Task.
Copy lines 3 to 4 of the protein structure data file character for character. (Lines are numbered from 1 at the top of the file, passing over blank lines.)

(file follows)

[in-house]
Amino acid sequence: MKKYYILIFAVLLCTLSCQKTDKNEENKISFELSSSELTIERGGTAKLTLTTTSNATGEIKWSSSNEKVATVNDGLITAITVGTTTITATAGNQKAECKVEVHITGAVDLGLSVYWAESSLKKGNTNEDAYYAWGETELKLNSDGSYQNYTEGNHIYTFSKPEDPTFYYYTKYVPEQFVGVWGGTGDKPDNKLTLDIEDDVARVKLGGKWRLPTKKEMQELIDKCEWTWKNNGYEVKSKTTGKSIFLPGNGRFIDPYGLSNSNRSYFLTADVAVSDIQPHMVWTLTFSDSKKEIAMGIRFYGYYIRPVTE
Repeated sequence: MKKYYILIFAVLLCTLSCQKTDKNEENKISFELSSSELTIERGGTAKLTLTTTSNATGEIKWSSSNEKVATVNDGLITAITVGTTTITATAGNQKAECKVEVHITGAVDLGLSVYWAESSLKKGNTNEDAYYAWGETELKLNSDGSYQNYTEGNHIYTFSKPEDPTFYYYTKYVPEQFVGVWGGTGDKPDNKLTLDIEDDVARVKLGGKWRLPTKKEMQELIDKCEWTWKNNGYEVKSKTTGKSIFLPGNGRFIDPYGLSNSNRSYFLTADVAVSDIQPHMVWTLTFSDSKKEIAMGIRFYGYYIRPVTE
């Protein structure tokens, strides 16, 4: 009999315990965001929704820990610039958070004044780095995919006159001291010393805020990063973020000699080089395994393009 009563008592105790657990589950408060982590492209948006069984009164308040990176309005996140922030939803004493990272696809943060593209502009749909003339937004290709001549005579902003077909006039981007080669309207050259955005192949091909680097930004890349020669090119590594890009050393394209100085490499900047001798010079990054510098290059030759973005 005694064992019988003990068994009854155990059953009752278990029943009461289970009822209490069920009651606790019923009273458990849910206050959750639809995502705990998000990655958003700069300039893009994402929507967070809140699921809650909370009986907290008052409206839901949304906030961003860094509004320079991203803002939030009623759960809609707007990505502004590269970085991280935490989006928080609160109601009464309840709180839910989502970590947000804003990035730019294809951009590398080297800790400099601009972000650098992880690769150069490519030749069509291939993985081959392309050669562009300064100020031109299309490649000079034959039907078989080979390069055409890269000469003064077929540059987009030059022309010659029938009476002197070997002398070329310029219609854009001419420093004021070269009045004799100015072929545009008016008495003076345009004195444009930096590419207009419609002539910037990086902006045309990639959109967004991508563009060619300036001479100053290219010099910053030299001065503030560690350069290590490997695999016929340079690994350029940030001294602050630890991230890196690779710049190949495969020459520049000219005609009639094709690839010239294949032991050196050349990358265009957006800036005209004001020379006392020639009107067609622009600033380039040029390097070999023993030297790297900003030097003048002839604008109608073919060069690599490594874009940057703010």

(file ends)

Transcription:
Repeated sequence: MKKYYILIFAVLLCTLSCQKTDKNEENKISFELSSSELTIERGGTAKLTLTTTSNATGEIKWSSSNEKVATVNDGLITAITVGTTTITATAGNQKAECKVEVHITGAVDLGLSVYWAESSLKKGNTNEDAYYAWGETELKLNSDGSYQNYTEGNHIYTFSKPEDPTFYYYTKYVPEQFVGVWGGTGDKPDNKLTLDIEDDVARVKLGGKWRLPTKKEMQELIDKCEWTWKNNGYEVKSKTTGKSIFLPGNGRFIDPYGLSNSNRSYFLTADVAVSDIQPHMVWTLTFSDSKKEIAMGIRFYGYYIRPVTE
């Protein structure tokens, strides 16, 4: 009999315990965001929704820990610039958070004044780095995919006159001291010393805020990063973020000699080089395994393009 009563008592105790657990589950408060982590492209948006069984009164308040990176309005996140922030939803004493990272696809943060593209502009749909003339937004290709001549005579902003077909006039981007080669309207050259955005192949091909680097930004890349020669090119590594890009050393394209100085490499900047001798010079990054510098290059030759973005 005694064992019988003990068994009854155990059953009752278990029943009461289970009822209490069920009651606790019923009273458990849910206050959750639809995502705990998000990655958003700069300039893009994402929507967070809140699921809650909370009986907290008052409206839901949304906030961003860094509004320079991203803002939030009623759960809609707007990505502004590269970085991280935490989006928080609160109601009464309840709180839910989502970590947000804003990035730019294809951009590398080297800790400099601009972000650098992880690769150069490519030749069509291939993985081959392309050669562009300064100020031109299309490649000079034959039907078989080979390069055409890269000469003064077929540059987009030059022309010659029938009476002197070997002398070329310029219609854009001419420093004021070269009045004799100015072929545009008016008495003076345009004195444009930096590419207009419609002539910037990086902006045309990639959109967004991508563009060619300036001479100053290219010099910053030299001065503030560690350069290590490997695999016929340079690994350029940030001294602050630890991230890196690779710049190949495969020459520049000219005609009639094709690839010239294949032991050196050349990358265009957006800036005209004001020379006392020639009107067609622009600033380039040029390097070999023993030297790297900003030097003048002839604008109608073919060069690599490594874009940057703010």